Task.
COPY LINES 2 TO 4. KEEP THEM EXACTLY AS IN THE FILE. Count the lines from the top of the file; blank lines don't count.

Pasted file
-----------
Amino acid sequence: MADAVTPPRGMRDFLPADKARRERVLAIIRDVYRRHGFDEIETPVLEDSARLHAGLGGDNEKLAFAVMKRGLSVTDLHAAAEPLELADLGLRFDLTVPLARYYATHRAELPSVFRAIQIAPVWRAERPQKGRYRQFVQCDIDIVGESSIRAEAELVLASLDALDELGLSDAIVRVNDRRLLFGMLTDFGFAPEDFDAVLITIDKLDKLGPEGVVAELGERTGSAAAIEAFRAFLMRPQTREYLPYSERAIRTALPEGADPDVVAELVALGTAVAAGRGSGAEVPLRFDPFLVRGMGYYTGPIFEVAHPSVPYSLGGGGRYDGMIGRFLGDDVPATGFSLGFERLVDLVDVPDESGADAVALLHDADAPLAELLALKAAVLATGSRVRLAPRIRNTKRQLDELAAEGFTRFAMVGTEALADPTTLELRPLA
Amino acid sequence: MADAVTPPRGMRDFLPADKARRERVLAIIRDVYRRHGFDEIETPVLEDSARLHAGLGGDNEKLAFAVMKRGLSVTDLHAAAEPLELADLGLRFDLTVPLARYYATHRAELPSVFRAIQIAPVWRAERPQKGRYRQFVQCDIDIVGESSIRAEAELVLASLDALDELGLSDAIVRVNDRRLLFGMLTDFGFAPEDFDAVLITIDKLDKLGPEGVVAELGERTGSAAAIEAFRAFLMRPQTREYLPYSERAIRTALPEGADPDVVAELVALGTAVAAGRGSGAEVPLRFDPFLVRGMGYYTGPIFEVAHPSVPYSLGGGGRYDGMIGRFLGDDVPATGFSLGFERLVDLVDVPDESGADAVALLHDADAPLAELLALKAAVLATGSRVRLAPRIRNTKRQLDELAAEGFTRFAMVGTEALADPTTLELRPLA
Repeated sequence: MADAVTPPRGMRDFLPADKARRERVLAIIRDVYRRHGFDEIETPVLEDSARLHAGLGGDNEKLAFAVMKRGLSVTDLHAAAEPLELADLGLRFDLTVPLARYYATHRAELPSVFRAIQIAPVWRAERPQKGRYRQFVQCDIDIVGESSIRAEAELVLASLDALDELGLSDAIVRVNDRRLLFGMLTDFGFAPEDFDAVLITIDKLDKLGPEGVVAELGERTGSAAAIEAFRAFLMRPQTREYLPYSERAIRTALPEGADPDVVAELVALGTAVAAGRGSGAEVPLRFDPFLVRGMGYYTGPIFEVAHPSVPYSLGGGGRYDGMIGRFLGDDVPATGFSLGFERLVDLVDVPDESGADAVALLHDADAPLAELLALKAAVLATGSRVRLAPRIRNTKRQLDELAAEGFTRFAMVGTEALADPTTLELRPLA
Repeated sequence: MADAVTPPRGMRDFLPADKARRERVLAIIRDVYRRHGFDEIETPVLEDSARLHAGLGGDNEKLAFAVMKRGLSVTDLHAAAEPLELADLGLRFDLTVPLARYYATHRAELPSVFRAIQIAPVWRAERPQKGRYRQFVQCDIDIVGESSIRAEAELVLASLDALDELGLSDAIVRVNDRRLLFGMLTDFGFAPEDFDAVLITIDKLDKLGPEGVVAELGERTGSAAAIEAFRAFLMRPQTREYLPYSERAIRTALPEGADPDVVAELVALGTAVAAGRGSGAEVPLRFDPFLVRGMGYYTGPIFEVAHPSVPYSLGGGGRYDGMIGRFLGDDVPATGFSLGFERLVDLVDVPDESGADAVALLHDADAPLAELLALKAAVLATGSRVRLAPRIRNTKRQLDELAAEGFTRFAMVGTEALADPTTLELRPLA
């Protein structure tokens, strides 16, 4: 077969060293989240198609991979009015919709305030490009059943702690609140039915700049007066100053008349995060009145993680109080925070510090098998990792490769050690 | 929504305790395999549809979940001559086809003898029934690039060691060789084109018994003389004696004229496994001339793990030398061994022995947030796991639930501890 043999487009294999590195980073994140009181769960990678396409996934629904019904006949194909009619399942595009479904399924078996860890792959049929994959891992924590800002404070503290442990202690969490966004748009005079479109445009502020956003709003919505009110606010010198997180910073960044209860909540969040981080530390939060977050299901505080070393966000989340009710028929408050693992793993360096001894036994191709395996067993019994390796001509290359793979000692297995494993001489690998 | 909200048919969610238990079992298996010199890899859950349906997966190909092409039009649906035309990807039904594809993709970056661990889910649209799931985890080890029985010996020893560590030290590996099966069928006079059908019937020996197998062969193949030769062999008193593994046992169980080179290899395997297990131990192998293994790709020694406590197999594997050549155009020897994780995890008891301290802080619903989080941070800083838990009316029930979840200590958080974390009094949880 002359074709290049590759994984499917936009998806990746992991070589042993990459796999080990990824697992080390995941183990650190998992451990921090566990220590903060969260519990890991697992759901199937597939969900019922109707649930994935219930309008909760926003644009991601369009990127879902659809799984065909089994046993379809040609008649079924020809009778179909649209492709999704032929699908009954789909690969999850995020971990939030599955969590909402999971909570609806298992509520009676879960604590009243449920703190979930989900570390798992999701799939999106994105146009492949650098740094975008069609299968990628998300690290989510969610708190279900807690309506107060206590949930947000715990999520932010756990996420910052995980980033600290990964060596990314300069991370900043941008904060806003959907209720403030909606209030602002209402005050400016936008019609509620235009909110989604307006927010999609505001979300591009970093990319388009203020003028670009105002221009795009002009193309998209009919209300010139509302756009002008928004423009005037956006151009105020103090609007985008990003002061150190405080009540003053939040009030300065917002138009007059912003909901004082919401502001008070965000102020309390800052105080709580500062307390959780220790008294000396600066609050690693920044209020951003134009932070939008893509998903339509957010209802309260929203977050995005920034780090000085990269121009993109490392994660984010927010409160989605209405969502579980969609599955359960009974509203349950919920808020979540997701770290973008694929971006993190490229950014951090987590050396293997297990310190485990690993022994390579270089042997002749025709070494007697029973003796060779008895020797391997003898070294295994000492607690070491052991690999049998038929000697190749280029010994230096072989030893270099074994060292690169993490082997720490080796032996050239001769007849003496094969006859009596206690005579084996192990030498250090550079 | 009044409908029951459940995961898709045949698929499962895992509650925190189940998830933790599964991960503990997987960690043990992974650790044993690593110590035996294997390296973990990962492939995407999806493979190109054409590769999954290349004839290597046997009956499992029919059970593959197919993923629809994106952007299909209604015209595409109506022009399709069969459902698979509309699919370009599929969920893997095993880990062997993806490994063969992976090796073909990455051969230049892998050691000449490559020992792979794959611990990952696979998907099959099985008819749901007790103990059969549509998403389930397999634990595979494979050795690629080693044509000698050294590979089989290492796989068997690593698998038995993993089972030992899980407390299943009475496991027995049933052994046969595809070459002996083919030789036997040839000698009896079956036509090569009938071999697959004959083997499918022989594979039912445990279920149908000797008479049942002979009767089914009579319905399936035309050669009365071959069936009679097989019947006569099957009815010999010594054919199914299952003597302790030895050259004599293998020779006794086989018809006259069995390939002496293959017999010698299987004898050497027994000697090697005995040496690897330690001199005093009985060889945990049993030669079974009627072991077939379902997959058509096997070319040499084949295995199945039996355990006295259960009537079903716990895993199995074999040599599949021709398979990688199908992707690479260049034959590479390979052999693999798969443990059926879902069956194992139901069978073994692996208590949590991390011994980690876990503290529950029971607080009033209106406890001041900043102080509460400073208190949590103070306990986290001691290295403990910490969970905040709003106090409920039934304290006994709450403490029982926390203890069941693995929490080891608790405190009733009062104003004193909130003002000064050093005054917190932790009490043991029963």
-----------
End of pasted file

Amino acid sequence: MADAVTPPRGMRDFLPADKARRERVLAIIRDVYRRHGFDEIETPVLEDSARLHAGLGGDNEKLAFAVMKRGLSVTDLHAAAEPLELADLGLRFDLTVPLARYYATHRAELPSVFRAIQIAPVWRAERPQKGRYRQFVQCDIDIVGESSIRAEAELVLASLDALDELGLSDAIVRVNDRRLLFGMLTDFGFAPEDFDAVLITIDKLDKLGPEGVVAELGERTGSAAAIEAFRAFLMRPQTREYLPYSERAIRTALPEGADPDVVAELVALGTAVAAGRGSGAEVPLRFDPFLVRGMGYYTGPIFEVAHPSVPYSLGGGGRYDGMIGRFLGDDVPATGFSLGFERLVDLVDVPDESGADAVALLHDADAPLAELLALKAAVLATGSRVRLAPRIRNTKRQLDELAAEGFTRFAMVGTEALADPTTLELRPLA
Repeated sequence: MADAVTPPRGMRDFLPADKARRERVLAIIRDVYRRHGFDEIETPVLEDSARLHAGLGGDNEKLAFAVMKRGLSVTDLHAAAEPLELADLGLRFDLTVPLARYYATHRAELPSVFRAIQIAPVWRAERPQKGRYRQFVQCDIDIVGESSIRAEAELVLASLDALDELGLSDAIVRVNDRRLLFGMLTDFGFAPEDFDAVLITIDKLDKLGPEGVVAELGERTGSAAAIEAFRAFLMRPQTREYLPYSERAIRTALPEGADPDVVAELVALGTAVAAGRGSGAEVPLRFDPFLVRGMGYYTGPIFEVAHPSVPYSLGGGGRYDGMIGRFLGDDVPATGFSLGFERLVDLVDVPDESGADAVALLHDADAPLAELLALKAAVLATGSRVRLAPRIRNTKRQLDELAAEGFTRFAMVGTEALADPTTLELRPLA
Repeated sequence: MADAVTPPRGMRDFLPADKARRERVLAIIRDVYRRHGFDEIETPVLEDSARLHAGLGGDNEKLAFAVMKRGLSVTDLHAAAEPLELADLGLRFDLTVPLARYYATHRAELPSVFRAIQIAPVWRAERPQKGRYRQFVQCDIDIVGESSIRAEAELVLASLDALDELGLSDAIVRVNDRRLLFGMLTDFGFAPEDFDAVLITIDKLDKLGPEGVVAELGERTGSAAAIEAFRAFLMRPQTREYLPYSERAIRTALPEGADPDVVAELVALGTAVAAGRGSGAEVPLRFDPFLVRGMGYYTGPIFEVAHPSVPYSLGGGGRYDGMIGRFLGDDVPATGFSLGFERLVDLVDVPDESGADAVALLHDADAPLAELLALKAAVLATGSRVRLAPRIRNTKRQLDELAAEGFTRFAMVGTEALADPTTLELRPLA